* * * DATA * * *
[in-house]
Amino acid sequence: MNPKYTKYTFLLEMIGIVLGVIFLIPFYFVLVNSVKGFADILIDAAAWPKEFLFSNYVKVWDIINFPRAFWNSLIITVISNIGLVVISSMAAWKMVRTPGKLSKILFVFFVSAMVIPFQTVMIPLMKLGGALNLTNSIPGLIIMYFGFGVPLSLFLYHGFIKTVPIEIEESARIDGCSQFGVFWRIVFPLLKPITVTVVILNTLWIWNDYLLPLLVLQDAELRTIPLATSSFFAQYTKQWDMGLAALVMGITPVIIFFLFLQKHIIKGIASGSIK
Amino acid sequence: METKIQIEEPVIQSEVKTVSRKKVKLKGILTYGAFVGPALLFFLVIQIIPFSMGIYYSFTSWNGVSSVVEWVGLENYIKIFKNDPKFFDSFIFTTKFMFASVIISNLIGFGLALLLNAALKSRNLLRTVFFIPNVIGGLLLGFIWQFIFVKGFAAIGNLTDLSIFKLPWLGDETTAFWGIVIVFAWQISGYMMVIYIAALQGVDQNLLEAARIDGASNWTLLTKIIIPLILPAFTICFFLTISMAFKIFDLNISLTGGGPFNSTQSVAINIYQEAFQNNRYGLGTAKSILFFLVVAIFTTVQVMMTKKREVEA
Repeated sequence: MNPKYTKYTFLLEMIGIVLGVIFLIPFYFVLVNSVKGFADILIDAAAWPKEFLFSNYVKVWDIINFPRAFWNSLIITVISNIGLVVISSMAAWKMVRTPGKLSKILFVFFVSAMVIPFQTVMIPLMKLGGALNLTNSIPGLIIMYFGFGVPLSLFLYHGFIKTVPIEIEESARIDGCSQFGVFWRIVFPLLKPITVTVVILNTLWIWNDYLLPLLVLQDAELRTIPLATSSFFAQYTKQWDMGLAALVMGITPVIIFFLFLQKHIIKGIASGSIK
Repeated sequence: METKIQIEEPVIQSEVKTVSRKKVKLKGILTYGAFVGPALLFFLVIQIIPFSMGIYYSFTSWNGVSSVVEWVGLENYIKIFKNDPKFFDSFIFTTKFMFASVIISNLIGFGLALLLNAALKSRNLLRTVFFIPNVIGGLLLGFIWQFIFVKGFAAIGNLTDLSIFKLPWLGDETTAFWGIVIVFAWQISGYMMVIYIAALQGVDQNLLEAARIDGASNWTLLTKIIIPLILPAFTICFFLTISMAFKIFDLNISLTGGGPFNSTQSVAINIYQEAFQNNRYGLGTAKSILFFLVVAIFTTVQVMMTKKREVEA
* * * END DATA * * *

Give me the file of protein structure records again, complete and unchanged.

[in-house]
Amino acid sequence: MNPKYTKYTFLLEMIGIVLGVIFLIPFYFVLVNSVKGFADILIDAAAWPKEFLFSNYVKVWDIINFPRAFWNSLIITVISNIGLVVISSMAAWKMVRTPGKLSKILFVFFVSAMVIPFQTVMIPLMKLGGALNLTNSIPGLIIMYFGFGVPLSLFLYHGFIKTVPIEIEESARIDGCSQFGVFWRIVFPLLKPITVTVVILNTLWIWNDYLLPLLVLQDAELRTIPLATSSFFAQYTKQWDMGLAALVMGITPVIIFFLFLQKHIIKGIASGSIK
Amino acid sequence: METKIQIEEPVIQSEVKTVSRKKVKLKGILTYGAFVGPALLFFLVIQIIPFSMGIYYSFTSWNGVSSVVEWVGLENYIKIFKNDPKFFDSFIFTTKFMFASVIISNLIGFGLALLLNAALKSRNLLRTVFFIPNVIGGLLLGFIWQFIFVKGFAAIGNLTDLSIFKLPWLGDETTAFWGIVIVFAWQISGYMMVIYIAALQGVDQNLLEAARIDGASNWTLLTKIIIPLILPAFTICFFLTISMAFKIFDLNISLTGGGPFNSTQSVAINIYQEAFQNNRYGLGTAKSILFFLVVAIFTTVQVMMTKKREVEA
Repeated sequence: MNPKYTKYTFLLEMIGIVLGVIFLIPFYFVLVNSVKGFADILIDAAAWPKEFLFSNYVKVWDIINFPRAFWNSLIITVISNIGLVVISSMAAWKMVRTPGKLSKILFVFFVSAMVIPFQTVMIPLMKLGGALNLTNSIPGLIIMYFGFGVPLSLFLYHGFIKTVPIEIEESARIDGCSQFGVFWRIVFPLLKPITVTVVILNTLWIWNDYLLPLLVLQDAELRTIPLATSSFFAQYTKQWDMGLAALVMGITPVIIFFLFLQKHIIKGIASGSIK
Repeated sequence: METKIQIEEPVIQSEVKTVSRKKVKLKGILTYGAFVGPALLFFLVIQIIPFSMGIYYSFTSWNGVSSVVEWVGLENYIKIFKNDPKFFDSFIFTTKFMFASVIISNLIGFGLALLLNAALKSRNLLRTVFFIPNVIGGLLLGFIWQFIFVKGFAAIGNLTDLSIFKLPWLGDETTAFWGIVIVFAWQISGYMMVIYIAALQGVDQNLLEAARIDGASNWTLLTKIIIPLILPAFTICFFLTISMAFKIFDLNISLTGGGPFNSTQSVAINIYQEAFQNNRYGLGTAKSILFFLVVAIFTTVQVMMTKKREVEA